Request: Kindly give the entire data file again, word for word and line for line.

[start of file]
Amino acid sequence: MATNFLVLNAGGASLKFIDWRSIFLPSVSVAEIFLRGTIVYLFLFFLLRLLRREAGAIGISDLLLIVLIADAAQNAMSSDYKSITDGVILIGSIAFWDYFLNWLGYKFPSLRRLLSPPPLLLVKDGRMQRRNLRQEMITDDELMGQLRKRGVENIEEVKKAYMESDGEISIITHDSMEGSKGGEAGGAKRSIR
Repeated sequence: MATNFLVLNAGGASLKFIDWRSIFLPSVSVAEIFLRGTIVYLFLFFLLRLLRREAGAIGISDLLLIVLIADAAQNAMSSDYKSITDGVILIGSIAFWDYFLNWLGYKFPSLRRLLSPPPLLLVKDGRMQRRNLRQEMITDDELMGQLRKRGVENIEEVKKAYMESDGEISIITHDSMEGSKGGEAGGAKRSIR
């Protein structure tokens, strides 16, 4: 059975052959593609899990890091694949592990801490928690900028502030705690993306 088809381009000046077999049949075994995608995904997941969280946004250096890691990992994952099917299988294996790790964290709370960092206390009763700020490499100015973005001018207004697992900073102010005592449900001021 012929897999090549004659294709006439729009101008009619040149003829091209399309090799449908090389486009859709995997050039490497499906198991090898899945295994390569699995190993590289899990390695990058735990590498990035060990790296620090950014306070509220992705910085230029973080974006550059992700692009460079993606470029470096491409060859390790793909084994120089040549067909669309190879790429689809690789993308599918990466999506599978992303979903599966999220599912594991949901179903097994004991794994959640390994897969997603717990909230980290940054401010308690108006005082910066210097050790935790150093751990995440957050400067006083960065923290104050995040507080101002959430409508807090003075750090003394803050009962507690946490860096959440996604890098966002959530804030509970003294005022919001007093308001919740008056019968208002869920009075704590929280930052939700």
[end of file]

Amino acid sequence: MATNFLVLNAGGASLKFIDWRSIFLPSVSVAEIFLRGTIVYLFLFFLLRLLRREAGAIGISDLLLIVLIADAAQNAMSSDYKSITDGVILIGSIAFWDYFLNWLGYKFPSLRRLLSPPPLLLVKDGRMQRRNLRQEMITDDELMGQLRKRGVENIEEVKKAYMESDGEISIITHDSMEGSKGGEAGGAKRSIR
Repeated sequence: MATNFLVLNAGGASLKFIDWRSIFLPSVSVAEIFLRGTIVYLFLFFLLRLLRREAGAIGISDLLLIVLIADAAQNAMSSDYKSITDGVILIGSIAFWDYFLNWLGYKFPSLRRLLSPPPLLLVKDGRMQRRNLRQEMITDDELMGQLRKRGVENIEEVKKAYMESDGEISIITHDSMEGSKGGEAGGAKRSIR
């Protein structure tokens, strides 16, 4: 059975052959593609899990890091694949592990801490928690900028502030705690993306 088809381009000046077999049949075994995608995904997941969280946004250096890691990992994952099917299988294996790790964290709370960092206390009763700020490499100015973005001018207004697992900073102010005592449900001021 012929897999090549004659294709006439729009101008009619040149003829091209399309090799449908090389486009859709995997050039490497499906198991090898899945295994390569699995190993590289899990390695990058735990590498990035060990790296620090950014306070509220992705910085230029973080974006550059992700692009460079993606470029470096491409060859390790793909084994120089040549067909669309190879790429689809690789993308599918990466999506599978992303979903599966999220599912594991949901179903097994004991794994959640390994897969997603717990909230980290940054401010308690108006005082910066210097050790935790150093751990995440957050400067006083960065923290104050995040507080101002959430409508807090003075750090003394803050009962507690946490860096959440996604890098966002959530804030509970003294005022919001007093308001919740008056019968208002869920009075704590929280930052939700």